We asked some of the region’s most prominent business leaders for their crisis leadership tips to share with others who have responsibility of leading a team in these most challenging of times. Here’s what they had to say…
Jane Turner, professor of enterprise and pro vice-chancellor (enterprise and business engagement), Teesside University
“During times of crisis, the focus and scrutiny on the leader can feel uncomfortable and maybe intense at times, and experience shows us that it is often helpful to revisit your leader identity, purpose, values and responsibility and actively give yourself ‘permission’ to lead, to step out and explore new paradigms using the capability that resides within your team.
“The leader’s role during crisis is to actively engage with the team, ask questions that enable exploration, which ultimately leads to new thoughts and ideas. This ability to question, challenge, debate and discuss will enable you to feel more in control of decision making and less backed into a corner.
“This process may make you feel rather vulnerable and even more accountable but right now it is so important to trust in yourself and work with your team to co-create what is required.
“The fundamental element of leadership, particularly during a crisis is the ability to engender trust and to be particularly self-aware of how you are operating/leading. Compassionate and authentic leaders can thrive in this environment.
“Are you a leader that people actually trust? Do you do say one thing and do another? Are you able to genuinely show that you empathise and care about your team? Are you able to make fundamental decisions? Do you engage with your team and utilize their capability and expertise? Research illustrates that these approaches bring the best out in you and your team.”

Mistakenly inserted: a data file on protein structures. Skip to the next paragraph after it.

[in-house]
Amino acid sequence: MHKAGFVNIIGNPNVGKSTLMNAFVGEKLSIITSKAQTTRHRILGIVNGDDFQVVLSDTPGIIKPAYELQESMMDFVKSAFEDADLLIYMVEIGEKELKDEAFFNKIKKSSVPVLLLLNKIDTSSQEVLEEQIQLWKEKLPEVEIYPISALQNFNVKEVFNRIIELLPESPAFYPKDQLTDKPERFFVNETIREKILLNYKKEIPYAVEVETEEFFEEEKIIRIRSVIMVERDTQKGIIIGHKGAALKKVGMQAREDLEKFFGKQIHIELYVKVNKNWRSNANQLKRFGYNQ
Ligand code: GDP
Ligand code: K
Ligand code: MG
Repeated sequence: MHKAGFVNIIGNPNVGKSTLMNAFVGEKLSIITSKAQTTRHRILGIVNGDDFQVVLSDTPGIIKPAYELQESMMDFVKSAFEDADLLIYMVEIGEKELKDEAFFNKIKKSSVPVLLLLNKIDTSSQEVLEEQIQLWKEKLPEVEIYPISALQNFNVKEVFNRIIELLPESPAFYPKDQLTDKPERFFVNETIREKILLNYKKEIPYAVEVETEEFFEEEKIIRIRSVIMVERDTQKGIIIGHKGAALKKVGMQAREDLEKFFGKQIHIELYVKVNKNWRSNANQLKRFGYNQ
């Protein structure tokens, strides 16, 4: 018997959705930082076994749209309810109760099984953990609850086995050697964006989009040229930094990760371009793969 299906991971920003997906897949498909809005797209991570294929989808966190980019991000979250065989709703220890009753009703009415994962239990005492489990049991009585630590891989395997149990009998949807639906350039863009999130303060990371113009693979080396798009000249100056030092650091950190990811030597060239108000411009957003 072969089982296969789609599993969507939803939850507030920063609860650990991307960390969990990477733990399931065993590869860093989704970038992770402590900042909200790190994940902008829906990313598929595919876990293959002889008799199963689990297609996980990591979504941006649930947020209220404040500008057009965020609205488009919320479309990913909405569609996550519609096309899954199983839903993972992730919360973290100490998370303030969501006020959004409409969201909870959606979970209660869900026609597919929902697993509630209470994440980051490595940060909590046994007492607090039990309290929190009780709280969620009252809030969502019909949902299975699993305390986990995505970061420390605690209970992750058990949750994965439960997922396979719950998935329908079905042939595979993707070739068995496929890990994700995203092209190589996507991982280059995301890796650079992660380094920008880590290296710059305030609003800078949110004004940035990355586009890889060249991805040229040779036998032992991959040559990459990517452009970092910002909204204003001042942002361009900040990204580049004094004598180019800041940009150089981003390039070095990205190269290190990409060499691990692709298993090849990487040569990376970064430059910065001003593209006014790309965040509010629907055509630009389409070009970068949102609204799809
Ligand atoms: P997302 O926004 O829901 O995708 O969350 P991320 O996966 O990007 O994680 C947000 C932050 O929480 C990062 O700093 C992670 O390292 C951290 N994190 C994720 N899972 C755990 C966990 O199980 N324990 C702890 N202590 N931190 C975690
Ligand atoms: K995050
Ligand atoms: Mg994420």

Charles Clinkard, managing director, Charles Clinkard
“There is an awful lot to consider but there are three key areas for us. First, providing a safe environment for our staff to work and our customers to shop in. Secondly, managing our cash flow and working closely with the bank to ensure their continued backing as we get ready to re-open our stores on June 15. Thirdly, building stronger relationships with our key partners and getting their support to help us recover from the lockdown.
“We are all in this together and while there have been some winners during the crisis, most of us are going to have to make some difficult decisions and changes to how we operate to survive.
“There is no point in burying your head in the sand and hoping the issues will go away, as things have changed and the mix of our business will unfortunately move away from the high street to more online.”
James Dale, partner, Anderson Barrowcliff
“My top tips for leadership in times like these are to lead by example and don’t panic. Your team will be looking for calm heads when their particular version of ‘normal’ is falling down around their ears.
“Filter out the noise and re-focus on your priorities. Going back to basics can be a very useful exercise.